Colindale restaurant refuses to let deaf man bring his hearing dog
PUBLISHED: 10:31 15 September 2015 | UPDATED: 12:16 15 September 2015
A deaf man is demanding an apology from a restaurant in Colindale after staff refused to let his hearing dog in.
Michael Forester, 59, his disabled daughter Naomi Jacobs and her partner were forced to dine elsewhere after Jakarta in Sheaveshill Avenue refused to let him in with his dedicated assistance dog.
Mr Forester, who had travelled 160 miles from his Somerset home, showed staff documents explaining their legal duty under the Equality Act to allow registered assistance dogs onto their premises but they refused to budge.
He said: “It made me feel about four inches tall when they told me Matt couldn’t join us in front of a restaurant full of people.
“It’s very, very unpleasant and humiliating. It makes you feel like you are being treated as less than everyone else just because you are disabled.”
Mr Forester, an author and former businessman was diagnosed with the most severe form of profound deafness shortly after his 30th birthday.
He relies on Matt to cross roads and get around safely, his pet shows evidence of disability where it is invisible.
Mr Forester has since written to restaurant owner demanding an apology and informing them he would take further action if he does not hear from them within 28 days.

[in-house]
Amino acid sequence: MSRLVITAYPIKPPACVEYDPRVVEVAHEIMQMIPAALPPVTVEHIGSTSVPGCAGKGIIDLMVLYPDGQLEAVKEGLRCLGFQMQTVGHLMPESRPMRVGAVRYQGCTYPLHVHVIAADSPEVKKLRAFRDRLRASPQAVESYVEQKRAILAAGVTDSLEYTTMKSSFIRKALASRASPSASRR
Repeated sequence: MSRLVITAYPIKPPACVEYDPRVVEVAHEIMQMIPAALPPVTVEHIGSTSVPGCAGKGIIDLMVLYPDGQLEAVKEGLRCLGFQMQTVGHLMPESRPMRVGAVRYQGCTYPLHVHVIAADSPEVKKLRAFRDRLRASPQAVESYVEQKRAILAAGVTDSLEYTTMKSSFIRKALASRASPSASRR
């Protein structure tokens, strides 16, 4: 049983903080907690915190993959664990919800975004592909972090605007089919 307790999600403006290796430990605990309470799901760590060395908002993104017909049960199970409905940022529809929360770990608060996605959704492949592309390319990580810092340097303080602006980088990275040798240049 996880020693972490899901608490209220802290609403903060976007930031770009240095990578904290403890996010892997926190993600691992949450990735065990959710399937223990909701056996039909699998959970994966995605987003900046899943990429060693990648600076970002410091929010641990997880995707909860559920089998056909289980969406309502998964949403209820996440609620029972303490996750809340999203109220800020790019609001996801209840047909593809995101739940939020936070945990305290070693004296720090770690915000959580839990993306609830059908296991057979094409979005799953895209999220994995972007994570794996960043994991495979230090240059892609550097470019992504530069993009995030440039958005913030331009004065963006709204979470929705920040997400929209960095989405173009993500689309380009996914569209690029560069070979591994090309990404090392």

His daughter, who is reliant on a scooter and a walking stick, added: “My dad’s dog is so well trained; wherever he goes he just sits under the table, you’d never know he was there.”
Peter Siswoo, manager at Jakarta told the Times: “There doesn’t seem to be a reason for this apart from that he just wants to push his rights. He could have left his dog outside so I think he’s being a little bit unreasonable.
“The man had his daughter and her partner there, what could the dog do to help him that they couldn’t?
“There’s no real genuine reason for him to bring the dog into the restaurant and that’s what upset everyone at the time.”
A spokeswoman for charity Hearing Dogs for Deaf People said: “Under the Equalities Act 2010 a hearing dog should be given access to all public areas. This includes supermarkets, restaurants, hotels and on public transport.”